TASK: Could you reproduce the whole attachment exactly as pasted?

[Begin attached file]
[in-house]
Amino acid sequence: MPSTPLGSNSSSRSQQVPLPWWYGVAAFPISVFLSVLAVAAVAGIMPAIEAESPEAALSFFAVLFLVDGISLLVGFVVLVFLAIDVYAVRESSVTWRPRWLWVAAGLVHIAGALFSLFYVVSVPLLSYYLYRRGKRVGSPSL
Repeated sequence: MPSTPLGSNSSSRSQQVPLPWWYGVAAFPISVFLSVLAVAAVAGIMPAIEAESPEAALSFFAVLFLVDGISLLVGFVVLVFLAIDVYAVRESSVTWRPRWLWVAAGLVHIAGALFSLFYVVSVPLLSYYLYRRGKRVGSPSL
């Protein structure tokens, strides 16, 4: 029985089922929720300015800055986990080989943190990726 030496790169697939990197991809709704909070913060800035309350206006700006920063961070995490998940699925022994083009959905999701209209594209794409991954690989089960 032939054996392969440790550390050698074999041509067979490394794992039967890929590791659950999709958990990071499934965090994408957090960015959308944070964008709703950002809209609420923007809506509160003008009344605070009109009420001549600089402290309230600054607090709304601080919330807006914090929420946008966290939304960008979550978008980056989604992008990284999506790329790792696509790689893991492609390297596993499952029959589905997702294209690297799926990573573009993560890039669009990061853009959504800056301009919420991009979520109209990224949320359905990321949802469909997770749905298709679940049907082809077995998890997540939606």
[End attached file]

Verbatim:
[in-house]
Amino acid sequence: MPSTPLGSNSSSRSQQVPLPWWYGVAAFPISVFLSVLAVAAVAGIMPAIEAESPEAALSFFAVLFLVDGISLLVGFVVLVFLAIDVYAVRESSVTWRPRWLWVAAGLVHIAGALFSLFYVVSVPLLSYYLYRRGKRVGSPSL
Repeated sequence: MPSTPLGSNSSSRSQQVPLPWWYGVAAFPISVFLSVLAVAAVAGIMPAIEAESPEAALSFFAVLFLVDGISLLVGFVVLVFLAIDVYAVRESSVTWRPRWLWVAAGLVHIAGALFSLFYVVSVPLLSYYLYRRGKRVGSPSL
């Protein structure tokens, strides 16, 4: 029985089922929720300015800055986990080989943190990726 030496790169697939990197991809709704909070913060800035309350206006700006920063961070995490998940699925022994083009959905999701209209594209794409991954690989089960 032939054996392969440790550390050698074999041509067979490394794992039967890929590791659950999709958990990071499934965090994408957090960015959308944070964008709703950002809209609420923007809506509160003008009344605070009109009420001549600089402290309230600054607090709304601080919330807006914090929420946008966290939304960008979550978008980056989604992008990284999506790329790792696509790689893991492609390297596993499952029959589905997702294209690297799926990573573009993560890039669009990061853009959504800056301009919420991009979520109209990224949320359905990321949802469909997770749905298709679940049907082809077995998890997540939606």